There were two major obstacles: one was we didn't actually have lemons or lemon juice. The second problem was that I didn't drink lemonade, and I had no idea how to make it. Fortunately, these setbacks were much smaller than my non-full bookshelf.

I decided to go with what I knew, and decided to sell plain water instead of lemonade from one of our plastic pitchers. I decided that the shortcomings could be easily remedied with smart marketing, so I created Burma Shave signs that began at the top of the street that closely resembled soda slogans:
Feeling Thirsty?
How about a refreshing drink?
Best water you've tasted all day!
Come on by!

I probably should have rhymed too, in retrospect
One of the neighbors took pity on me, and purchased a largish Dixie cup of ice water from my makeshift stand for a quarter. While certainly not the same profits of babysitting, I was impressed with myself for coming up with this idea, and pulling it off on a 60 degree, cloudy day.

Sometime around 2003, I idly dreamed of being an interior designer. Of course I skipped to the good part where I was making millions designing rooms for people who had incredible amounts of money. Since I had no plan or money, all of my decorating attempts at this point were C- at best. In fact, I vaguely knew what furniture belonged in what room, despite my mom's best efforts at repeatedly ordering Southern Living and other room-project-magazines during the entirety of my life.

Using the term "design" loosely, I implemented great ideas like:
A swing under my loft
Rope lights, a cheaper cousin of the neon sign.
Inside yurts with sheets. Do you remember sheet forts as kids? This is probably a more accurate description.
Spray painted picture frames.
Cat furniture as modern art.
Fake ivy leaves around mirrors... to create that 'fairy garden feeling' anywhere, especially the bathroom, which usually needs a lot of magic.

Money and Happiness

On April 15, I read Penelope Trunk's article about how much money you need to be really happy. While this concept isn't exactly news, it made me think about how much money would really be worth the effort. 

When I lived in Alexandria, I diluted my Suave shampoo with water so I could afford my sports car. The car itself had a high payment per month (over $500/month). The insurance, even though I'm female with no accidents, was $2200 a year! The taxes, on top of all of that, were over $350/six months just to park my car on the street (dents were free). It was an expensive choice. If I had to do it all over again, maybe I would have chosen differently. I was apathetic at the time whether I wanted better clothes or a car with a turbo.*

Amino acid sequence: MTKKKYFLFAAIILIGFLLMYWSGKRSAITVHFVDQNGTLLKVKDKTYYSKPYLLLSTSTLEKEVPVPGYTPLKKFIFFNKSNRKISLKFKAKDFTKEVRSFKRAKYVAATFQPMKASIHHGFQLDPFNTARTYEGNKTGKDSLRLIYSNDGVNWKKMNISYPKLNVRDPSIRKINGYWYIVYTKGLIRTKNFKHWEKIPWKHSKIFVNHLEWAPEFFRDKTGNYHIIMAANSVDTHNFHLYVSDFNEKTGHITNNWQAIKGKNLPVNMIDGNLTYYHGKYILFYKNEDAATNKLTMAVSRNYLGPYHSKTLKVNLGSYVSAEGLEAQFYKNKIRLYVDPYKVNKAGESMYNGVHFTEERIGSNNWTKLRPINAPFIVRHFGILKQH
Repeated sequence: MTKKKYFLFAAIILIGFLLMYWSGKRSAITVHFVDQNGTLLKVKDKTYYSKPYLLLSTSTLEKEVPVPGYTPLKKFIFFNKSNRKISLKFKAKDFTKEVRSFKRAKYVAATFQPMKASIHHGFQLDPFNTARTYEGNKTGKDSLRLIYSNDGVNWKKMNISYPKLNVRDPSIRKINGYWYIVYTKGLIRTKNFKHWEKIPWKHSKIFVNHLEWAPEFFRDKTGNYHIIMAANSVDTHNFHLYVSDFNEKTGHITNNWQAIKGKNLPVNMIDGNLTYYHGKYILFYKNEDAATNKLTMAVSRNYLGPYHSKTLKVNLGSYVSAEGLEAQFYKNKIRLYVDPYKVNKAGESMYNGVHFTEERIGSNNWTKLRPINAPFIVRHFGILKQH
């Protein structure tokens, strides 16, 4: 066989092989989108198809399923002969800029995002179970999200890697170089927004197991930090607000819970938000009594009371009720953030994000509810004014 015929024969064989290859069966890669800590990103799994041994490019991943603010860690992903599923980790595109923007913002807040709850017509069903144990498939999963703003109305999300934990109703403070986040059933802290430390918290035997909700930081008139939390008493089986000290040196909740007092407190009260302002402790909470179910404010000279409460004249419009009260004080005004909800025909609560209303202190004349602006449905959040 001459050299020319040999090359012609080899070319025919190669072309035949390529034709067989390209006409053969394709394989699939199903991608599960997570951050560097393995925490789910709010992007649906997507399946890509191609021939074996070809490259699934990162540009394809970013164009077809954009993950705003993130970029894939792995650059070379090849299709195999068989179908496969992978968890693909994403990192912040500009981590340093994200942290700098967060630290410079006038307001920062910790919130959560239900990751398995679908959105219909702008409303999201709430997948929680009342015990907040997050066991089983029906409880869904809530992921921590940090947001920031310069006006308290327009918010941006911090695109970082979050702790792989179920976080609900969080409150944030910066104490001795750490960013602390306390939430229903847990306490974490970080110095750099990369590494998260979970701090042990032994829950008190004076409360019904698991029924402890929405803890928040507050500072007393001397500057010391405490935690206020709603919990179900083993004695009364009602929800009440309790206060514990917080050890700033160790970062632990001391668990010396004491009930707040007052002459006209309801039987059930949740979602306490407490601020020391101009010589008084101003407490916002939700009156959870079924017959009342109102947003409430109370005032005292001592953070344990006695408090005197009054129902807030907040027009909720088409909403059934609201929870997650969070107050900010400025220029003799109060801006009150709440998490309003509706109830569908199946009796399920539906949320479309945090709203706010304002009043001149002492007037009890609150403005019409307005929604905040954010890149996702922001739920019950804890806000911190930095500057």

Who needs fresh hair when you're rockin' this??
It got sort of intense. There was a night where I made pizza out of the leftover veggies in the fridge. When the pizza was done, I bent to pick it out of the oven and it burned my hand. I dropped the pizza and had to choose whether to eat it off the floor or eat almonds for dinner. I didn't have enough money to go to the town's two-star Taco Bell. Feel free to judge, but I chose the almonds, simply because the state of my floor wasn't clean enough to be a plate. My paycheck, thankfully, arrived in my account the next day. 

Hopefully I will never go back to that lifestyle, as I had see-through toilet paper, and could not afford to go to the swanky places in and around the Alexandria area. In fact, every weekend I took a cooler to my friend's house (an hour away!) because groceries were cheaper there. The irony was that I was 20 lbs heavier at the time, because I was so enamored with, and perhaps dependent on, free food (e.g. bagels, ice cream, etc.), and salads are rarely free.

If you only get one trip to the Pizza Hut salad bar, make it count! 
What makes me kind of happy is that there are other articles saying that being a good saver is better than making extra dough. According to me (of course), I'm an excellent saver. I could probably stretch $30K way farther than the average bear because I can prioritize and discard what's unimportant. 

Unlike shampoo, undiluted ketchup is important.

Growing Up (a little)

After my sports car, I bought something easier to insure and equally zen to spend time in for the daily commute. It was everything I could want in a car, especially if I were to spend more than half an hour in it. I started eating better, and spent money to make salads and healthy food at home. Affordability was no longer an issue, but it was still expensive to eat right and make good money decisions. 

I hope if I get to the point of making $700K per year, that my decisions will be whether I get a driver for my car or not... whether I go to the French Riviera or not... whether I decide on the dryer that automatically folds clothes or does taxes. 

* When I was working on Capitol Hill, clothes were a big deal AND you spent a lot of time in your car. At the time, it was hard to find a good balance. Being respected and being comfortable are still in direct conflict, but at least now I'm not making those crazy insurance payments!